1982 Volume 68 Issue 10 Pages 1513-1522
The mechanism of the degradation of agglomerates during the reduction was studied for experi-mentally made pellets and the change in mineral phases by some oxides, affecting the degradability, was examined quantitatively by the synthetic system of chemical reagents.
The results obtained are summarized as follows:
(1) The microscopic observation suggests that cracking occurs at skeletal hematite and calcium ferrite phases. By the analysis of line-broadening measurements of X-ray diffraction, no strain is detected in both bulky and skeletal hematites regardless of the solution of alumina. Micropores are generated in magnetite reduced from hematite to bring stress for the reduction at low temperatures and stress concentrations are considered to occur around inclusions of small radius of curvature to cause cracking of skeletal hematite grains.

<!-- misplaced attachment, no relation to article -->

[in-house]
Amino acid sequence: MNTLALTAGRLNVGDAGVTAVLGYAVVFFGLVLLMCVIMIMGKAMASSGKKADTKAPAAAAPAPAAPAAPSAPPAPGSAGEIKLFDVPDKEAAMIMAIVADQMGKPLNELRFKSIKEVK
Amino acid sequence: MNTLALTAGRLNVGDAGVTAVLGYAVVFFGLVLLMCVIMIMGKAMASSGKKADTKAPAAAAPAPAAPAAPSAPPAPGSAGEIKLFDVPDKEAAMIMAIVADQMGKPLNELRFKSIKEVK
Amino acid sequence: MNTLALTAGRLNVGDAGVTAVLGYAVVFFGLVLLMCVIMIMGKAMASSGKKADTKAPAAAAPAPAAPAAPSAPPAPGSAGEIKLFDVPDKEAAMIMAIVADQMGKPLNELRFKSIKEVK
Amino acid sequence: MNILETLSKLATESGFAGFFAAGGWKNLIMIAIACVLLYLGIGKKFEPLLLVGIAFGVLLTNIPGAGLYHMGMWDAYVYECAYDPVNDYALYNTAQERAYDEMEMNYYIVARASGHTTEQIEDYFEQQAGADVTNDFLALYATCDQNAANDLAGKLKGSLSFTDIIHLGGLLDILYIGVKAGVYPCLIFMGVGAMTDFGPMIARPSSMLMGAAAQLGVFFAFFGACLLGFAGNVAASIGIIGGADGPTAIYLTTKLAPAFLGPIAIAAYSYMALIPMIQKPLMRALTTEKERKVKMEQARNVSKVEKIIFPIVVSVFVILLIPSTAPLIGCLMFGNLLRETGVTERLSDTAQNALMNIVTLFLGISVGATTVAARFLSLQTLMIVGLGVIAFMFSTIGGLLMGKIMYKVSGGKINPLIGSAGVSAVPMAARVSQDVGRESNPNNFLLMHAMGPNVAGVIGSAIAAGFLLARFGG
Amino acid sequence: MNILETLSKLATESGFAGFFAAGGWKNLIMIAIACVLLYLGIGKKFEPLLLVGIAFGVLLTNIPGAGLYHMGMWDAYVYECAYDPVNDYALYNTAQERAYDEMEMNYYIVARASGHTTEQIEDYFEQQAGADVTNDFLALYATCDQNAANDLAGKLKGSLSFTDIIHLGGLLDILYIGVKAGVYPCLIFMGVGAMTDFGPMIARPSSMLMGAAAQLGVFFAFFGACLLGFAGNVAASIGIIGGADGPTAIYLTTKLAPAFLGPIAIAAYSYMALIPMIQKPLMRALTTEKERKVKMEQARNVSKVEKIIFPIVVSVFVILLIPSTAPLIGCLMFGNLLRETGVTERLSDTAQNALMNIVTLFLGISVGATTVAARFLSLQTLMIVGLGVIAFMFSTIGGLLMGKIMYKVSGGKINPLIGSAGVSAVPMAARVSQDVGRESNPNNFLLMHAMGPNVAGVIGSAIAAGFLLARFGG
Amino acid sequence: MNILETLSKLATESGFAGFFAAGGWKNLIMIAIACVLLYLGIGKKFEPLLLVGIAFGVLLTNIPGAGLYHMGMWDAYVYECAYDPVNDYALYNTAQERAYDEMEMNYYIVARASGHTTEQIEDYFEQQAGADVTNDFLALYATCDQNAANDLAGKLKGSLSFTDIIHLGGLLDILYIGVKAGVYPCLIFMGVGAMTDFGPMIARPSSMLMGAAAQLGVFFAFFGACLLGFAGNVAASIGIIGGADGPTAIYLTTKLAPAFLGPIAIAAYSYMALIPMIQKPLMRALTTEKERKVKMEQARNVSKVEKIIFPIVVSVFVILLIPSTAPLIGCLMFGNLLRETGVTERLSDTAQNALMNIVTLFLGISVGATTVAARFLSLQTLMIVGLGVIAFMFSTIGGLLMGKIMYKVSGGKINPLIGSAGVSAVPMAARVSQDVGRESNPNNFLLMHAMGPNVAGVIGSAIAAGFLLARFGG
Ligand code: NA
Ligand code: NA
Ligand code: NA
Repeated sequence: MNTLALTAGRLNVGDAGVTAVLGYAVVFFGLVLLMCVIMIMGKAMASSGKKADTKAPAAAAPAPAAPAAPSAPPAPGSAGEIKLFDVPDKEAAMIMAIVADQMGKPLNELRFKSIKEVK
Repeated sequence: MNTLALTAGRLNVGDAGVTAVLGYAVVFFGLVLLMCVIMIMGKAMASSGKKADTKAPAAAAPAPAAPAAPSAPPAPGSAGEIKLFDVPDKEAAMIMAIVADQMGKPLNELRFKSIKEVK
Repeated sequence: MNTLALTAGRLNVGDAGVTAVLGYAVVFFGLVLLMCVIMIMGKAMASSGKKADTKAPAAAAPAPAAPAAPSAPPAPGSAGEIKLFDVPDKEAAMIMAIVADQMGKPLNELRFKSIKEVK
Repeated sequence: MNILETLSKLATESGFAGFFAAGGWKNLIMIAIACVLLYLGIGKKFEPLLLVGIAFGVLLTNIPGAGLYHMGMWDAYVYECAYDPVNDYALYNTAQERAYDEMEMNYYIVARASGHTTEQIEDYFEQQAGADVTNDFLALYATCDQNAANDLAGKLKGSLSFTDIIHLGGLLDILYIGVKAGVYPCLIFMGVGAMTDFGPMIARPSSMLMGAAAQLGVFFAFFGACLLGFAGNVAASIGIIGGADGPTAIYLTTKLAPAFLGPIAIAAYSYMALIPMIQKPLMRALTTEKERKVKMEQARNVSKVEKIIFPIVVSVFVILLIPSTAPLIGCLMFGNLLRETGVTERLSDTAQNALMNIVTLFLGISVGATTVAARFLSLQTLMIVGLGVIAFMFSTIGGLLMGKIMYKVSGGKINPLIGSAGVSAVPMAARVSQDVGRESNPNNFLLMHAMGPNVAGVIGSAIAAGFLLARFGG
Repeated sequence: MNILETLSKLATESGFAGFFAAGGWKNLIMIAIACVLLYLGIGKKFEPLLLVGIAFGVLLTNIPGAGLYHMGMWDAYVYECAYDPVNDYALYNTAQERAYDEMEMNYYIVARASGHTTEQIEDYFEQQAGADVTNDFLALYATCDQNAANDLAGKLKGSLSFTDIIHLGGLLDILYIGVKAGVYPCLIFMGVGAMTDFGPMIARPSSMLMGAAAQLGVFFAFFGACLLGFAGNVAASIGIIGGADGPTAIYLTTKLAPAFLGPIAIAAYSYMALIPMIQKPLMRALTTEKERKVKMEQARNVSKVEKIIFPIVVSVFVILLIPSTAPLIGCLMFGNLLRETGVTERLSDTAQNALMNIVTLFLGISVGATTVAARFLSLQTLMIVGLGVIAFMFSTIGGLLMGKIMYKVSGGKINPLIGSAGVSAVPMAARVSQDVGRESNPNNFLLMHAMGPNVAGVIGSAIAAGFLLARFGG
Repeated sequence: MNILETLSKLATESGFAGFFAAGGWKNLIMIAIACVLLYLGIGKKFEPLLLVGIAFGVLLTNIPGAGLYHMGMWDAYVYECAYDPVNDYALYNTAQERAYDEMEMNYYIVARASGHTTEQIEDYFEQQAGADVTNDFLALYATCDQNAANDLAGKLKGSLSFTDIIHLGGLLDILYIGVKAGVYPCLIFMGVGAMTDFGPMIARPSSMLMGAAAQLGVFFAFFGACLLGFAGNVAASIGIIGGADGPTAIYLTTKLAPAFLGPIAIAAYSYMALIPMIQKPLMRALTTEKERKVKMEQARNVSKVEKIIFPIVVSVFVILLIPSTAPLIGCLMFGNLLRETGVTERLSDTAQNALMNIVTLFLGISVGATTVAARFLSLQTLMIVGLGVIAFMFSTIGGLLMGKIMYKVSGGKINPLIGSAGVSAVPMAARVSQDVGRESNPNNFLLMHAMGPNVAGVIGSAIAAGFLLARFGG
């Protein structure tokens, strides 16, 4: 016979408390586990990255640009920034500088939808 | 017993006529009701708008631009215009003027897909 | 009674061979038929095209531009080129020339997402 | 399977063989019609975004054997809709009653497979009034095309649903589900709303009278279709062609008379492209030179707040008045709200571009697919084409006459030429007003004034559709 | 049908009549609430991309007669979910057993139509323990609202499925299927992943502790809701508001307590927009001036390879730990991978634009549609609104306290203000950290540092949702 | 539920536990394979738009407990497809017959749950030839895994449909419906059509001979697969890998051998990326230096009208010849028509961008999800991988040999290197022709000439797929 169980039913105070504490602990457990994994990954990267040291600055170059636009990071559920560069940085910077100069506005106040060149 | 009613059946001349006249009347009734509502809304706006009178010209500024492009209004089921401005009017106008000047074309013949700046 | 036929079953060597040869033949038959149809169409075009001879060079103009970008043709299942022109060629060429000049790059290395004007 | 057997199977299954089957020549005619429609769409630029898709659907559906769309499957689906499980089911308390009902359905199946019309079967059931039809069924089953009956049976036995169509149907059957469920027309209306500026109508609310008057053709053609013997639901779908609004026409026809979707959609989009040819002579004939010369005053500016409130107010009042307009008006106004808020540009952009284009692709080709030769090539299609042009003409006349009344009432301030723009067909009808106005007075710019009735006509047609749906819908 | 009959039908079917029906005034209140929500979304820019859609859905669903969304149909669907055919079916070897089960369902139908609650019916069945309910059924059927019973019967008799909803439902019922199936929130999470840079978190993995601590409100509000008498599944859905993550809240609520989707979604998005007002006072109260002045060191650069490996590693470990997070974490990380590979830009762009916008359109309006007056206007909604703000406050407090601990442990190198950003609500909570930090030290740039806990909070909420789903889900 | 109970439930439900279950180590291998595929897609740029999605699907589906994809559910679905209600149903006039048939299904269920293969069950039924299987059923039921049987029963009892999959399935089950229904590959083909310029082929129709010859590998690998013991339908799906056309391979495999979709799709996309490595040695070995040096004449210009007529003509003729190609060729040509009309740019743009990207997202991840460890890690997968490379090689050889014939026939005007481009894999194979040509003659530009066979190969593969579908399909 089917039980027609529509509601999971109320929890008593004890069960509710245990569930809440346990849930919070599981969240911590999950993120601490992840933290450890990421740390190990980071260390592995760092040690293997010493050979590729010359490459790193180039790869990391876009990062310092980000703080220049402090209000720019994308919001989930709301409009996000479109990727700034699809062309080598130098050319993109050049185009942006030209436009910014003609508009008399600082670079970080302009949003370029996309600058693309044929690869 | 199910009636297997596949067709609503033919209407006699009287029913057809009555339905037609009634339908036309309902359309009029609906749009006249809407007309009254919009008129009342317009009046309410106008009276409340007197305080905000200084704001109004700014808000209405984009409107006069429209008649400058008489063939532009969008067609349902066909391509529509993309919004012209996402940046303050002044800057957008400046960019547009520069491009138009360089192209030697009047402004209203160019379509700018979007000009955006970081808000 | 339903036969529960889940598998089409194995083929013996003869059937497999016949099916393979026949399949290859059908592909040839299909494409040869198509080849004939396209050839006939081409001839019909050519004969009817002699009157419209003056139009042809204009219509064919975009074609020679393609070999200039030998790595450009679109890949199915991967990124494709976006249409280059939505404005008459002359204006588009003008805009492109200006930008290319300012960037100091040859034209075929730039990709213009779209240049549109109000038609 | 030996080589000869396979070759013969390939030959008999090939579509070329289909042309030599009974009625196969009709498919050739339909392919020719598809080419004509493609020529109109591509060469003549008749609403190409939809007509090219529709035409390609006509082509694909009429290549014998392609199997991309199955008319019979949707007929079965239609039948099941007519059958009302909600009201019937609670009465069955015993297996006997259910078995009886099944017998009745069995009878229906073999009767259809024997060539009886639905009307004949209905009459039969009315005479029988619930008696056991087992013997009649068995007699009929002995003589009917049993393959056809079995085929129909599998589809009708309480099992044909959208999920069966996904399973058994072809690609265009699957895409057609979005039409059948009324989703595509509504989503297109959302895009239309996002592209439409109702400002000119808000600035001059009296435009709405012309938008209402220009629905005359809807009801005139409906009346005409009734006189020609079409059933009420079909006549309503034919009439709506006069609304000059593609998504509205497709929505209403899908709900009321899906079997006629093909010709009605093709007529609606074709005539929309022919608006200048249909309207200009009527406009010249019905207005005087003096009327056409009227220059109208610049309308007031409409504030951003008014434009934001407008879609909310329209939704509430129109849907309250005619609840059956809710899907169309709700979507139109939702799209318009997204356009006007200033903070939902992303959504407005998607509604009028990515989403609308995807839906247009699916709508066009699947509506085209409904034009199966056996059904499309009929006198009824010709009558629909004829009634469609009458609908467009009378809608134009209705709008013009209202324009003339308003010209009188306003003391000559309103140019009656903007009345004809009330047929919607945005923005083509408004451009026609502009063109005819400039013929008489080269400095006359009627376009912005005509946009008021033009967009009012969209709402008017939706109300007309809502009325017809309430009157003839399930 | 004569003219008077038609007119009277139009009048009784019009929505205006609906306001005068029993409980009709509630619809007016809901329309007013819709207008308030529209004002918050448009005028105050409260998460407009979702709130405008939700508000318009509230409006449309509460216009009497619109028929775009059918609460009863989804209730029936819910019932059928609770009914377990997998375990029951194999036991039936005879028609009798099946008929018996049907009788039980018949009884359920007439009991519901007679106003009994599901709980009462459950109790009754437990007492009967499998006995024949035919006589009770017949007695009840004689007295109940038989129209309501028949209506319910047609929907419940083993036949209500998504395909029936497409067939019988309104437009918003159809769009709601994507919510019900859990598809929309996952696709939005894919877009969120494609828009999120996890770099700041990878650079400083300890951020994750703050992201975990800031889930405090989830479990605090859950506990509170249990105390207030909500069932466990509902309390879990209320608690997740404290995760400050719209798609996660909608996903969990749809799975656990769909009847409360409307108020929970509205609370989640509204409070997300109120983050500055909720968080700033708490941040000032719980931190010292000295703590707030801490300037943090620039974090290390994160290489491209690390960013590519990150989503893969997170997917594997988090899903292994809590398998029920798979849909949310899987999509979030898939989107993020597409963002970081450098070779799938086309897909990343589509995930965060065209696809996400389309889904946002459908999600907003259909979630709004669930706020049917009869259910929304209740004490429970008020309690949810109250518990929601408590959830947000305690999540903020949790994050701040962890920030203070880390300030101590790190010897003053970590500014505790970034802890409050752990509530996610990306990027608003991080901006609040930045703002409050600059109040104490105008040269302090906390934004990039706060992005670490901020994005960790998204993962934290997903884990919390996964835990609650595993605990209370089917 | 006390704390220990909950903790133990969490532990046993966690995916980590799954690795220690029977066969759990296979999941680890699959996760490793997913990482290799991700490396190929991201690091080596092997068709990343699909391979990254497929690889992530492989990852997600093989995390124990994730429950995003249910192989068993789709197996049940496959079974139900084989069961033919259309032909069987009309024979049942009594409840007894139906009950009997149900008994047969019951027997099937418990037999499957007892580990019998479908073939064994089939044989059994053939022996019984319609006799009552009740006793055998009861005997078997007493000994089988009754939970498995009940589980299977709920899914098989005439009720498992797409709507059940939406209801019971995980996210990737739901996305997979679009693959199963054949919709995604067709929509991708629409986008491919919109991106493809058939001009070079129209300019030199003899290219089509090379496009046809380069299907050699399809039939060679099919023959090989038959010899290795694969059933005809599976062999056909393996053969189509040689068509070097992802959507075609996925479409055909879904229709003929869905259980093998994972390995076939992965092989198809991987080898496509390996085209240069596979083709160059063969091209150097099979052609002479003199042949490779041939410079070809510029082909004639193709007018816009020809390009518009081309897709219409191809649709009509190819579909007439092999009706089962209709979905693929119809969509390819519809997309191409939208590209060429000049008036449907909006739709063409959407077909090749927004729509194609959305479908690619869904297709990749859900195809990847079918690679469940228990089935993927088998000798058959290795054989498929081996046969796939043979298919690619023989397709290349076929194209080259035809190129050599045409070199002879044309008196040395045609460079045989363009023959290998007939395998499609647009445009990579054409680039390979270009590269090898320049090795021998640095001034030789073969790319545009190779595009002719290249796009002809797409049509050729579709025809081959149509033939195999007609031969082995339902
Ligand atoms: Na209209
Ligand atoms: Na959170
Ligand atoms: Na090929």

(2) Quarternary calcium ferrite is reduced to metallic iron in the blast furnace through dicalcium ferrite or wustite. Nonferrous oxides form gehlenite and β-dicalcium silicate.
(3) The amount of skeletal hematite depends mainly on the degree of supersaturation of iron ions in slag and the dissociation temperature of hematite. This is influenced by nonferrous oxides such as MgO, Al2O3, and TiO2.